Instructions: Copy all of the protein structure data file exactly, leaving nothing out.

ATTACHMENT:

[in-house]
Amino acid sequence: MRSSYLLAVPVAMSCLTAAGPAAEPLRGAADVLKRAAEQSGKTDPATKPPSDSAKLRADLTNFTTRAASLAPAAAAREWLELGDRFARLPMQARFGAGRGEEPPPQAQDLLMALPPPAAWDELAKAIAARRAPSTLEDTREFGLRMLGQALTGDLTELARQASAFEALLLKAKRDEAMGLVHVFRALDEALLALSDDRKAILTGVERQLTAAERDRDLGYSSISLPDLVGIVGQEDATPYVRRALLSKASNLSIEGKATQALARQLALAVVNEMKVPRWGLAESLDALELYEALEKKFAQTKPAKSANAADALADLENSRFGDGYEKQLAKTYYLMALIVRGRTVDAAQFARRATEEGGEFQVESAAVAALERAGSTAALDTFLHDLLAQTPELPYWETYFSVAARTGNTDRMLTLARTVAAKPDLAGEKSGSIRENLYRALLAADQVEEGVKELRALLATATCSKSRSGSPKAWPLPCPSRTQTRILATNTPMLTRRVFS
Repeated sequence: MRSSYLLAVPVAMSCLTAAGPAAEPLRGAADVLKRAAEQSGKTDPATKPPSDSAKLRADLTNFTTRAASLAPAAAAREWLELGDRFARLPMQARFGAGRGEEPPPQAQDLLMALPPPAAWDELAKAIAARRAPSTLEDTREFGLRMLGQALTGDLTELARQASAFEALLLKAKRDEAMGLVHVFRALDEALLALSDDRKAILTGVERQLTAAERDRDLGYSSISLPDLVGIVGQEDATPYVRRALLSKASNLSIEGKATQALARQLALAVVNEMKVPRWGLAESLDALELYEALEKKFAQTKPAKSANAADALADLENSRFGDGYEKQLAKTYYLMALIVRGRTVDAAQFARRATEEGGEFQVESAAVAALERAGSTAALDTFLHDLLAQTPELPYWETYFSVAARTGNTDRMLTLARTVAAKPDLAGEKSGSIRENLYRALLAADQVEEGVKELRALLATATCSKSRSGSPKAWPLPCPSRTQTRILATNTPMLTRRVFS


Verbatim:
[in-house]
Amino acid sequence: MRSSYLLAVPVAMSCLTAAGPAAEPLRGAADVLKRAAEQSGKTDPATKPPSDSAKLRADLTNFTTRAASLAPAAAAREWLELGDRFARLPMQARFGAGRGEEPPPQAQDLLMALPPPAAWDELAKAIAARRAPSTLEDTREFGLRMLGQALTGDLTELARQASAFEALLLKAKRDEAMGLVHVFRALDEALLALSDDRKAILTGVERQLTAAERDRDLGYSSISLPDLVGIVGQEDATPYVRRALLSKASNLSIEGKATQALARQLALAVVNEMKVPRWGLAESLDALELYEALEKKFAQTKPAKSANAADALADLENSRFGDGYEKQLAKTYYLMALIVRGRTVDAAQFARRATEEGGEFQVESAAVAALERAGSTAALDTFLHDLLAQTPELPYWETYFSVAARTGNTDRMLTLARTVAAKPDLAGEKSGSIRENLYRALLAADQVEEGVKELRALLATATCSKSRSGSPKAWPLPCPSRTQTRILATNTPMLTRRVFS
Repeated sequence: MRSSYLLAVPVAMSCLTAAGPAAEPLRGAADVLKRAAEQSGKTDPATKPPSDSAKLRADLTNFTTRAASLAPAAAAREWLELGDRFARLPMQARFGAGRGEEPPPQAQDLLMALPPPAAWDELAKAIAARRAPSTLEDTREFGLRMLGQALTGDLTELARQASAFEALLLKAKRDEAMGLVHVFRALDEALLALSDDRKAILTGVERQLTAAERDRDLGYSSISLPDLVGIVGQEDATPYVRRALLSKASNLSIEGKATQALARQLALAVVNEMKVPRWGLAESLDALELYEALEKKFAQTKPAKSANAADALADLENSRFGDGYEKQLAKTYYLMALIVRGRTVDAAQFARRATEEGGEFQVESAAVAALERAGSTAALDTFLHDLLAQTPELPYWETYFSVAARTGNTDRMLTLARTVAAKPDLAGEKSGSIRENLYRALLAADQVEEGVKELRALLATATCSKSRSGSPKAWPLPCPSRTQTRILATNTPMLTRRVFS